How to minimise the effects of dysphagia in people with mental health problems
Carol Harris Speech and language therapist, John Radcliffe Hospital in Oxford
Carol Harris discusses a range of interventions that practitioners can use to ensure safer swallowing among clients, and possibly save lives
Dysphagia, or difficulty with swallowing, can be intrinsic to a mental health problem or could pre-date it, as in cases such as neurological or muscular disorders, age, stroke or end-stage dementia.
The condition is associated with increased risk of choking, chest infections following aspiration, poor health subsequent to poor nutrition, and mortality. Additional risk factors in people with mental illness include: side effects of psychiatric medications, behavioural changes, and the effect of institutionalisation. Clients should be monitored for occurrences of dysphagia.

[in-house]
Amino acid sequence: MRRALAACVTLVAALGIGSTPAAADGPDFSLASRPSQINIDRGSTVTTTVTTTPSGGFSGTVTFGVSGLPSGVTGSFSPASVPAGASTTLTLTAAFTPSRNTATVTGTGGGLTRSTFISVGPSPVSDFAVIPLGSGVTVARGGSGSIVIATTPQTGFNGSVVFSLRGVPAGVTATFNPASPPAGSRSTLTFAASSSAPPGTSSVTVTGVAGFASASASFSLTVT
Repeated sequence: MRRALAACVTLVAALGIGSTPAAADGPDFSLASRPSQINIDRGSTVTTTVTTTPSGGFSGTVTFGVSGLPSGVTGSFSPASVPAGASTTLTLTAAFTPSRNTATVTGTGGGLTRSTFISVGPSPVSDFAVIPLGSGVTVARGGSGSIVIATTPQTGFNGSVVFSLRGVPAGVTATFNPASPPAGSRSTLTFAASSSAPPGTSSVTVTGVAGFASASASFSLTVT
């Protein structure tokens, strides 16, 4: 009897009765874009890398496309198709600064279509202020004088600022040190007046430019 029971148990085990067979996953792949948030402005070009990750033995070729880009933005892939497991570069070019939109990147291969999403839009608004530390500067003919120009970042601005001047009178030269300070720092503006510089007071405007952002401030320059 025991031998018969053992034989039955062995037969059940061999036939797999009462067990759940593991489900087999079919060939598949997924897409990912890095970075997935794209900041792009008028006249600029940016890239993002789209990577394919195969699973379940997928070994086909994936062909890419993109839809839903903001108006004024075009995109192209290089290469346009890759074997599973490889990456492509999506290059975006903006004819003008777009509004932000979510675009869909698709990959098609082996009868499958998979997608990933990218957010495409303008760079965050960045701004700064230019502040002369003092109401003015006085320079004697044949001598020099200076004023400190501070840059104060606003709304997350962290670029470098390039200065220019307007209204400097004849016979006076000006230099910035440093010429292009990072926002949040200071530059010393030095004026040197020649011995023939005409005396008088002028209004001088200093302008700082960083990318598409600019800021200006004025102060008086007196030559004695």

This article explains the nature of dysphagia and evidence for its prevalence in the adult mental health population. A checklist of practical steps is given to identify the disorder. Interventions to reduce dysphagia and associated risks are described. The need for staff training to understand, detect and manage the condition at an early stage is emphasised, and strategies to reduce associated risks are explored.
Mental Health Practice. 18, 7,20-24. doi: 10.7748/mhp.18.7.20.e932
Received: 17 September 2013
Accepted: 07 May 2014
Published in print: 09 April 2015Peer review
This article has been subject to double blind peer reviewConflict Of Interest